The Grothendieck norm depends on choice of basis (usually taken to be the standard basis) and k.

Equivalence of normsEdit

For any two matrix norms   and  , we have that:

 

for some positive numbers r and s, for all matrices  . In other words, all norms on   are equivalent; they induce the same topology on  . This is true because the vector space   has the finite dimension  .

Moreover, for every vector norm   on  , there exists a unique positive real number   such that   is a sub-multiplicative matrix norm for every  .

A sub-multiplicative matrix norm   is said to be minimal, if there exists no other sub-multiplicative matrix norm   satisfying  .

Examples of norm equivalenceEdit

Let   once again refer to the norm induced by the vector p-norm (as above in the Induced Norm section).

For matrix   of rank  , the following inequalities hold:[12][13]

  •  
  •  
  •  
  •  
  •  

Another useful inequality between matrix norms is

 

which is a special case of Hölder's inequality.

See alsoEdit

NotesEdit

  1. ^ The condition only applies when the product is defined, such as the case of square matrices (m = n).

ReferencesEdit

  1. ^ a b Weisstein, Eric W. "Matrix Norm". mathworld.wolfram.com. Retrieved 2020-08-24.
  2. ^ a b c d "Matrix norms". fourier.eng.hmc.edu. Retrieved 2020-08-24.
  3. ^ Malek-Shahmirzadi, Massoud (1983). "A characterization of certain classes of matrix norms". Linear and Multilinear Algebra. 13 (2): 97–99. doi:10.1080/03081088308817508. ISSN 0308-1087.
  4. ^ Horn, Roger A. (2012). Matrix analysis. Johnson, Charles R. (2nd ed.). Cambridge: Cambridge University Press. pp. 340–341. ISBN 978-1-139-77600-4. OCLC 817236655.
  5. ^ Carl D. Meyer, Matrix Analysis and Applied Linear Algebra, §5.2, p.281, Society for Industrial & Applied Mathematics, June 2000.
  6. ^ Ding, Chris; Zhou, Ding; He, Xiaofeng; Zha, Hongyuan (June 2006). "R1-PCA: Rotational Invariant L1-norm Principal Component Analysis for Robust Subspace Factorization". Proceedings of the 23rd International Conference on Machine Learning. ICML '06. Pittsburgh, Pennsylvania, USA: ACM. pp. 281–288. doi:10.1145/1143844.1143880. ISBN 1-59593-383-2.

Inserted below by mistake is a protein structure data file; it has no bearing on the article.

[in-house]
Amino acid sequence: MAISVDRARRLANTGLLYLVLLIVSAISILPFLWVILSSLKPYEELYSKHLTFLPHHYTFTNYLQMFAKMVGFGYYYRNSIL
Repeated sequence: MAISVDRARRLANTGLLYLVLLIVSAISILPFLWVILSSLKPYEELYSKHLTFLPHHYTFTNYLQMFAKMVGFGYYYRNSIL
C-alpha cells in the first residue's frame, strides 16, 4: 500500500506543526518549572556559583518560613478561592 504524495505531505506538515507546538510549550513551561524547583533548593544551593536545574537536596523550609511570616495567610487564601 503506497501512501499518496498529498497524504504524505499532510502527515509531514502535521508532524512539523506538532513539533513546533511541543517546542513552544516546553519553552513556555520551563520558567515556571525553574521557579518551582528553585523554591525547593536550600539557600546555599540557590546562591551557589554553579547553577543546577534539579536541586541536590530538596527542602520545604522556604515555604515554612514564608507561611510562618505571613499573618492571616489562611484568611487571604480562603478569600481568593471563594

7. ^ Fan, Ky. (1951). "Maximum properties and inequalities for the eigenvalues of completely continuous operators". Proceedings of the National Academy of Sciences of the United States of America. 37 (11): 760–766. Bibcode:1951PNAS...37..760F. doi:10.1073/pnas.37.11.760. PMC 1063464. PMID 16578416.
  8. ^ Ciarlet, Philippe G. (1989). Introduction to numerical linear algebra and optimisation. Cambridge, England: Cambridge University Press. p. 57. ISBN 0521327881.
  9. ^ a b Frieze, Alan; Kannan, Ravi (1999-02-01). "Quick Approximation to Matrices and Applications". Combinatorica. 19 (2): 175–220. doi:10.1007/s004930050052. ISSN 1439-6912. S2CID 15231198.
  10. ^ a b Lovász László (2012). "The cut distance". Large Networks and Graph Limits. AMS Colloquium Publications. Vol. 60. Providence, RI: American Mathematical Society. pp. 127–131. ISBN 978-0-8218-9085-1. Note that Lovász rescales A to lie in [0, 1].
  11. ^ a b c Alon, Noga; Naor, Assaf (2004-06-13). "Approximating the cut-norm via Grothendieck's inequality". Proceedings of the Thirty-sixth Annual ACM Symposium on Theory of Computing. STOC '04. Chicago, IL, USA: Association for Computing Machinery: 72–80. doi:10.1145/1007352.1007371. ISBN 978-1-58113-852-8. S2CID 1667427.
  12. ^ Golub, Gene; Charles F. Van Loan (1996). Matrix Computations – Third Edition. Baltimore: The Johns Hopkins University Press, 56–57. ISBN 0-8018-5413-X.
  13. ^ Roger Horn and Charles Johnson. Matrix Analysis, Chapter 5, Cambridge University Press, 1985. ISBN 0-521-38632-2.

BibliographyEdit

  • James W. Demmel, Applied Numerical Linear Algebra, section 1.7, published by SIAM, 1997.
  • Carl D. Meyer, Matrix Analysis and Applied Linear Algebra, published by SIAM, 2000. [1]
  • John Watrous, Theory of Quantum Information, 2.3 Norms of operators, lecture notes, University of Waterloo, 2011.
  • Kendall Atkinson, An Introduction to Numerical Analysis, published by John Wiley & Sons, Inc 1989